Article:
Noise and vibration
Noise and vibration disturbances are an unavoidable occurrence when constructing major civil works, including those involved with the Monash Freeway Upgrade. We manage the works to reduce these disturbances as much as possible. Noise and vibration impacts will vary depending on the activities being undertaken.
Some of the main sources of noise and vibration include:
Excavators and graders breaking ground.
Profilers stripping pavement.
Noise from trucks delivering materials.
Generators and power tools.
Piling rigs and cranes.
Rollers compacting soil and rock.
Reversing alarms on mobile equipment.
Noise regulatory requirements
Noise management is a critical part of planning and design, both during construction and once the Monash Freeway Upgrade is complete. A number of regulatory requirements are in place to protect the local community and ensure that any unavoidable effects are well managed.
For more information about noise levels during construction, refer to the EPA Victoria Environmental guidelines for major construction sites (publication 480).
The Monash Freeway Upgrade project team works hard to reduce the impacts associated with major construction works on its surrounding communities.
Managing noise and vibration during construction
Laying asphalt in the shoulder of the Monash Freeway - works like this can be a source of noise during road construction projects.
Construction noise management
Construction companies are required to be considerate in regard to noise and working hours while construction work is underway.
To reduce the impact of construction activities that can generate noise, works are conducted during the day wherever possible. Where this is not possible, for example for safety reasons, all care will be taken to ensure noise is minimised.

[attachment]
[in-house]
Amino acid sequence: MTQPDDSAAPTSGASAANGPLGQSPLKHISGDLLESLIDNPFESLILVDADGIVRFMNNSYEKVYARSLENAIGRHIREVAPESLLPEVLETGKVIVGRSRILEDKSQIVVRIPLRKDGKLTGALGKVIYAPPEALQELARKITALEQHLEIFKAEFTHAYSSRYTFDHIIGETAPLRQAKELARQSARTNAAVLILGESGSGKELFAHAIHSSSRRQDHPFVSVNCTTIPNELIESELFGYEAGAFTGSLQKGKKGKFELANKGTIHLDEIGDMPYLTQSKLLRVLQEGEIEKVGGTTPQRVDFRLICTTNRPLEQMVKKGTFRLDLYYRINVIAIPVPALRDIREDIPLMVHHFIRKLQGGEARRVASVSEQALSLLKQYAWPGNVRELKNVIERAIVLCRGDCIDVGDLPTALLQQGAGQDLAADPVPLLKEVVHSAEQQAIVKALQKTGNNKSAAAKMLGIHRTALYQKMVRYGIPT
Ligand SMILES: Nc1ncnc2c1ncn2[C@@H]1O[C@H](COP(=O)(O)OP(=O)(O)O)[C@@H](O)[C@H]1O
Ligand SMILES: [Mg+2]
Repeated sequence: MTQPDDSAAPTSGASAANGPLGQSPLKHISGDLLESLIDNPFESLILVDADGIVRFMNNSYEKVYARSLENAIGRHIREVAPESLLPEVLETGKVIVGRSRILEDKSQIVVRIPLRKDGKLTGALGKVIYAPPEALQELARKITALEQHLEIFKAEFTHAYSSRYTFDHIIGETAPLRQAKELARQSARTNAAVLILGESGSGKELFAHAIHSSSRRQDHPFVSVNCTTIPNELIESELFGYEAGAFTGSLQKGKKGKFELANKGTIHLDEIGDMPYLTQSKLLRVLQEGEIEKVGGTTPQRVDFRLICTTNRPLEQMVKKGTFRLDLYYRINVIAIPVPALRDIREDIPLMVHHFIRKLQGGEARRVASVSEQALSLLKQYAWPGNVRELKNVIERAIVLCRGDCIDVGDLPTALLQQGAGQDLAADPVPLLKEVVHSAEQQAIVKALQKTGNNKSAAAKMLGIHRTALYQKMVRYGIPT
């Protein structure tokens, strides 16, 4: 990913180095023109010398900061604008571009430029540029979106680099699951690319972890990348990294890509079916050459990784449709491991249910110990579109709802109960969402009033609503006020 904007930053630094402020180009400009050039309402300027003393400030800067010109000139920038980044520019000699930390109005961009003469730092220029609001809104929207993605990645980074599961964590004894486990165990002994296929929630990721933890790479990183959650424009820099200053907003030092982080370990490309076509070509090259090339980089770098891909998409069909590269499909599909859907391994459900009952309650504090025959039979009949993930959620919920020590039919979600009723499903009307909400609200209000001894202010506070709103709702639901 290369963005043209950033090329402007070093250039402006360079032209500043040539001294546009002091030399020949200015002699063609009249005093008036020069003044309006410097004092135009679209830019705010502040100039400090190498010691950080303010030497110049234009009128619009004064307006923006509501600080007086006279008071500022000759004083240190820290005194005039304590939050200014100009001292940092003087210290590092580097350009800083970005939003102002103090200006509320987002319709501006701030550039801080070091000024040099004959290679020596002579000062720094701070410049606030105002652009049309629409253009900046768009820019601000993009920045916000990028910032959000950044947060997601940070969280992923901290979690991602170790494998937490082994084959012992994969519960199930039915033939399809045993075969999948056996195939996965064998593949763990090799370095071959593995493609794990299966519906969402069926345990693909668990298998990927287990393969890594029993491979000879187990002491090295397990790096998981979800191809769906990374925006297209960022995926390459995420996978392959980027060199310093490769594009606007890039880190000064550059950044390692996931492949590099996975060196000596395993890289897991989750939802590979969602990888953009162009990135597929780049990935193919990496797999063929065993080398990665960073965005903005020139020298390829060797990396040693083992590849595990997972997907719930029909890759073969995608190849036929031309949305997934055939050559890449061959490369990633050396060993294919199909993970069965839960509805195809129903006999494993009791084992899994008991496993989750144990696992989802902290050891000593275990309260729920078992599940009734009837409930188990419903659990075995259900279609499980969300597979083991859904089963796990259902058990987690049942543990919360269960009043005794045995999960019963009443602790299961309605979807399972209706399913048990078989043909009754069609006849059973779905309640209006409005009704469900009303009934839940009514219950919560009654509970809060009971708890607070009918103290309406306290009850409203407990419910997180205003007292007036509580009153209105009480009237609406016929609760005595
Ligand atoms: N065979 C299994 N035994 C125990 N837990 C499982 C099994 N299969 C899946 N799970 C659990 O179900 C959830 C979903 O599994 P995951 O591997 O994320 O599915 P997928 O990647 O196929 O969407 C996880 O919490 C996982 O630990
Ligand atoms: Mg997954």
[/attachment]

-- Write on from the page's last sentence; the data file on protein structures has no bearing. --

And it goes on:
Where noisy works must be undertaken at night, any potentially affected residents will be notified in advance. Notifications include letters, print and radio advertising or face-to-face contact.
What is vibration?
During the widening of the Monash Freeway, there are a number of activities that can cause ground vibration. These activities include bridge strengthening and piling works, asphalt rolling and the movement of trucks. The levels of vibration and impacts on surrounding buildings depend on ground conditions transmitting the vibration and on the distance of works to buildings.
In some cases residents may feel vibration as a result of works. We are able to perceive vibration at lower levels than are necessary to cause any damage. Construction activities will be monitored where necessary or mitigated to prevent damage occurring.
Measures to reduce effects
To minimise and manage the effect of noise and vibration, we:
Schedule noise-generating activities within daytime working hours wherever possible.
Use broadband reversing alarms on mobile machinery and equipment. These alarms are quieter than the standard reversing beepers used on most construction sites.
Inform those likely to be affected by noisy works prior to works commencing.
Undertake property condition surveys on residences located along the work zones before construction begins.
Arrange loading activities to avoid reversing where practicable, reducing the use of reversing beepers.
Regularly maintain all plant and machinery to ensure optimal performance and use quieter equipment where possible.
Establish and maintain safe buffer distances between equipment and residences.
Monitor noise and vibration during construction to ensure its compliance.
If you are concerned about the level of vibration in your house as a result of construction or if noise is above what would be considered reasonable, please call us on 1300 280 939.
VicRoads Traffic Noise Reduction Policy 2005: www.vicroads.vic.gov.au
EPA Victoria Environmental guidelines for major construction sites (publication 480): www.epa.vic.gov.au
Environmental Protection ACT 1970: www.epa.vic.gov.au
VicRoads Noise guidelines Construction and maintenance 2007: www.vicroads.vic.gov.au
1300 280 939